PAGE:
Popay, Jennifer and Gareth Williams. 1996. “Public health research and lay knowledge.” Social Science and Medicine 42(5): 759-68.
: drawing from existing research on lay knowledge in public health and how such knowledge is formed and how it compares to scientific knowledge in public health.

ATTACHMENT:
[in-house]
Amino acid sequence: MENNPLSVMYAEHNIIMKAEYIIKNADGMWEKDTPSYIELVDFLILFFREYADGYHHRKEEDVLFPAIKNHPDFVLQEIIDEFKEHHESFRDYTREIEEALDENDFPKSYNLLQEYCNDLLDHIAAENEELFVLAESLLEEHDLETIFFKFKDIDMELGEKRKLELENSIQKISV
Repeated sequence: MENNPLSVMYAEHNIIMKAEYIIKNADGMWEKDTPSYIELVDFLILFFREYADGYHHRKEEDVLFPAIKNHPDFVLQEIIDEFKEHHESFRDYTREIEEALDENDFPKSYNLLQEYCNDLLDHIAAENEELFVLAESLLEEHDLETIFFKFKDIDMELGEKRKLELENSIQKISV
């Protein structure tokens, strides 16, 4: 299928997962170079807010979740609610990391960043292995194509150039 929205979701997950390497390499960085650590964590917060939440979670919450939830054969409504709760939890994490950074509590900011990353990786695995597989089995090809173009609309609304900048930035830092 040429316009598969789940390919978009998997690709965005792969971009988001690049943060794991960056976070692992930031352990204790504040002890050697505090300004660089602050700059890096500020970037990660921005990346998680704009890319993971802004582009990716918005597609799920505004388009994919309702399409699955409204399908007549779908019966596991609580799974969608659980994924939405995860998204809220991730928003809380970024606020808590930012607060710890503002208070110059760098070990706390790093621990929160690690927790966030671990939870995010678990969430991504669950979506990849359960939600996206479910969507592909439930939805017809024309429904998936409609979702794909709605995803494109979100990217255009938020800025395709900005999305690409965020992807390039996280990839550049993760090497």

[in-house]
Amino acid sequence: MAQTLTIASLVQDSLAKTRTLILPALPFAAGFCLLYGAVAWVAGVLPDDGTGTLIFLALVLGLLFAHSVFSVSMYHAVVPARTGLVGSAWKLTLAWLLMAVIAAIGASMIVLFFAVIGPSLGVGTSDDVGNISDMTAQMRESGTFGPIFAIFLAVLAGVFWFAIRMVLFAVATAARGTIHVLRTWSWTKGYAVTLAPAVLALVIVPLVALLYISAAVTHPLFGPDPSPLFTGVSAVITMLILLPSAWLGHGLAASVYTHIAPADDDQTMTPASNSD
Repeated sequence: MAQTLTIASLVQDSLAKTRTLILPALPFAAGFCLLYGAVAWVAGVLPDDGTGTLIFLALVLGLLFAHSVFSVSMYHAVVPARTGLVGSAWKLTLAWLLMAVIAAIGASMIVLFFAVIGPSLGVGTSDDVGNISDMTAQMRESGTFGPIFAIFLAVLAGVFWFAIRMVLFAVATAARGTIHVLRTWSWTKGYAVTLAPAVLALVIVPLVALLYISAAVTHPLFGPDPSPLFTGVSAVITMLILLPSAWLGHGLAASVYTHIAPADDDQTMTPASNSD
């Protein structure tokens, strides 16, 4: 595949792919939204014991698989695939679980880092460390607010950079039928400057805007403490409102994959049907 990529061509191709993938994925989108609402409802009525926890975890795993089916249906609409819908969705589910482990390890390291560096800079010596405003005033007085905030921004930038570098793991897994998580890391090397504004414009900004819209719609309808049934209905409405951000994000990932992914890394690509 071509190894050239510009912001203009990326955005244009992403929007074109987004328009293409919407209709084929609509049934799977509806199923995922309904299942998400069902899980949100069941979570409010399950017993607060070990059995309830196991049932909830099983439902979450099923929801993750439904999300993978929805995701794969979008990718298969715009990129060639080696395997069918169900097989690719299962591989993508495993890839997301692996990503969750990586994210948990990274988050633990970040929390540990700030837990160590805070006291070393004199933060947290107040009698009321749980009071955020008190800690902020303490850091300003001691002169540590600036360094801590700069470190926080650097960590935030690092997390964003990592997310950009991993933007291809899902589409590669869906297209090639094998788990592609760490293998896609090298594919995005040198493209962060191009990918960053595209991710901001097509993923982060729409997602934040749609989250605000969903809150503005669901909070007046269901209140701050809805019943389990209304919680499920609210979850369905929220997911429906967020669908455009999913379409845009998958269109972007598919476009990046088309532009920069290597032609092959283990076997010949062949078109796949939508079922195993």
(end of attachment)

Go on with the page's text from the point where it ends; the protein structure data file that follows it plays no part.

The article focuses on lay knowledge about health and illness. It also stresses the importance of incorporating this lay knowledge constructed by lay people into public health research. With the changing nature in public health research and situations, there’s need to connect the social and biological dimensions of human health. Though not without limitations, lay knowledge has a role to play in the public health discourse argues the author. The paper also addresses some issues that arise with the integration of science and lay knowledge such as the implications on methodology while conducting research and how power relations affect the methods that are chosen in research. The author also looks at the possible reasons for not giving much importance to the lay knowledge one of which is that women are major participants in lay action for health. Finally the paper argues that a more pluralistic nature of methodology is needed as well as developing research processes that make lay expertise and its potential visible.